Cork crash Metro may have stalled on final approach

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The Manx2 commuter aircraft that crashed at Cork airport, Ireland on 10 February killing the two pilots and four of the ten passengers may have stalled on short final approach, according to the interim factual report just released by the Irish Air Accident Investigation Unit.

The AAIU says that 7s before impact a warning horn sounded, "which is believed to be the stall warning", but the investigators want to ensure that it definitely was. The AAIU report refers to subsequent loss of control which led to a wingtip impact following which the Fairchild SA227 Metro III came to rest inverted: "Recorded data shows that the aircraft rolled significantly to the left as the aircraft tracked towards the runway centreline. This was immediately followed by a rapid roll to the right which brought the right wingtip into contact with the runway surface. Runway surface contact was made with a roll angle of 97 degrees to the right."

The report reveals that the Spanish-registered Metro (EC-ITP) had no autopilot or autothrottle and no flight director, so all flying was manual and the copilot was the pilot flying. Just before the warning horn sounded the aircraft had drifted off the approach and begun to parallel the instrument landing system localiser on its right-hand side.

The fatal approach was the third ILS approach attempted, and the second attempt at runway 17 which had a category II ILS and for which the decision height was 100ft (30m). The two previous approaches had been abandoned because of poor visibility in fog. The runway visual range passed on final approach was 500m, which was above the 300m minimum, and the crew's preferred alternate airfield, Waterford, was below minimums.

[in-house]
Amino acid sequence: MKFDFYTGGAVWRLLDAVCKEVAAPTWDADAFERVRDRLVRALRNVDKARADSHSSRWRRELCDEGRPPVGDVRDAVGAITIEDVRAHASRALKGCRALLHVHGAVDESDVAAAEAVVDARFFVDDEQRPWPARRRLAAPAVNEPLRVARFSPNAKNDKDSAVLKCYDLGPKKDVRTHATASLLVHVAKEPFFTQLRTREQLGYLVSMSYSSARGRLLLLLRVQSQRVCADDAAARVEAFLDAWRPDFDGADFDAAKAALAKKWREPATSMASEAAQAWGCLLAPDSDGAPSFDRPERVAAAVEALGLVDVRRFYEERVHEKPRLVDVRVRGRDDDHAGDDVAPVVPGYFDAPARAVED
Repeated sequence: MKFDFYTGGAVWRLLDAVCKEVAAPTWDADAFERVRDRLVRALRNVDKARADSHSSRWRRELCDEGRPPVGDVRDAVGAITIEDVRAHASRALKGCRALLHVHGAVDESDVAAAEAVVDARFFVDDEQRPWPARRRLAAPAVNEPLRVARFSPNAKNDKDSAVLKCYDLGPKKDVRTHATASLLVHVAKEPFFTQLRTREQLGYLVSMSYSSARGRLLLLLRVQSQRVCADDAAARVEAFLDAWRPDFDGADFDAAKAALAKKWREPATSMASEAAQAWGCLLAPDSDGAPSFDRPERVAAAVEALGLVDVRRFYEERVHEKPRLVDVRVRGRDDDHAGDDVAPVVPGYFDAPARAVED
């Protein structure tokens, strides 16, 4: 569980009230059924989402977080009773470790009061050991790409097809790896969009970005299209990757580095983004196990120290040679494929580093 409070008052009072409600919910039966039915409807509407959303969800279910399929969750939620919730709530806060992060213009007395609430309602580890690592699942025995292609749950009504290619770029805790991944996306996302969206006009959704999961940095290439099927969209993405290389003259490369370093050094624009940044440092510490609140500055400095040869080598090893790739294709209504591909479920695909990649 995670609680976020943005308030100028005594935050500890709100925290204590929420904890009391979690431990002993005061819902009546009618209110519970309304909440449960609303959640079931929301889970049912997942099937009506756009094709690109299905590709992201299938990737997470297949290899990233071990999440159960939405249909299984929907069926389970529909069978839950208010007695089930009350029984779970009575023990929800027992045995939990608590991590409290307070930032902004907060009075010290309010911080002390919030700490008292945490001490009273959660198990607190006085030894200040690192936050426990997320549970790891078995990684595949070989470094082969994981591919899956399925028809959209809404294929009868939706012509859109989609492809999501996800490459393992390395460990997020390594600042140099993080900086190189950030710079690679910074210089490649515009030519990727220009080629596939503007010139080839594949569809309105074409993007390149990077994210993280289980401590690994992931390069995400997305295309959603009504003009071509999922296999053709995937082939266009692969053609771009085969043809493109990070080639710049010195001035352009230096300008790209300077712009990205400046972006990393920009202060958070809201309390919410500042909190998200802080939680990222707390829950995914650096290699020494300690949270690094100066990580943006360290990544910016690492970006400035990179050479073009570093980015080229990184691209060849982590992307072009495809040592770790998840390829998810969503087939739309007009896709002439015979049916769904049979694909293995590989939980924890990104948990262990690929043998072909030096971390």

The report provides a reducing timeline to the impact point: with 9s to go there was a power reduction, followed by a power increase 2s later; at 7s the warning horn sounded and continued until impact; at 5s the terrain awareness warning system called "one hundred" [feet height on the radio altimeter]; at 4s the pilot not flying called "go-around" and the copilot acknowledged, but the descent continued, with the TAWS calling "fifty" at 4s and "forty" at 2s.

The AAIU says it has not, at this stage, found any evidence of engine or airframe malfunction, adding: "The investigation is examining, inter alia, the operational aspects of the flight including operational control and regulatory oversight. This will include the examination of the relationships between the air operator's certificate holder, the undertaking selling the service (Ticket Seller), and the undertaking which supplied the aircraft and flight crew."

The "ticket seller" was Manx2, the operator was Spain-based Flightline BCN, and the aircraft was owned by Airlada, based in Seville.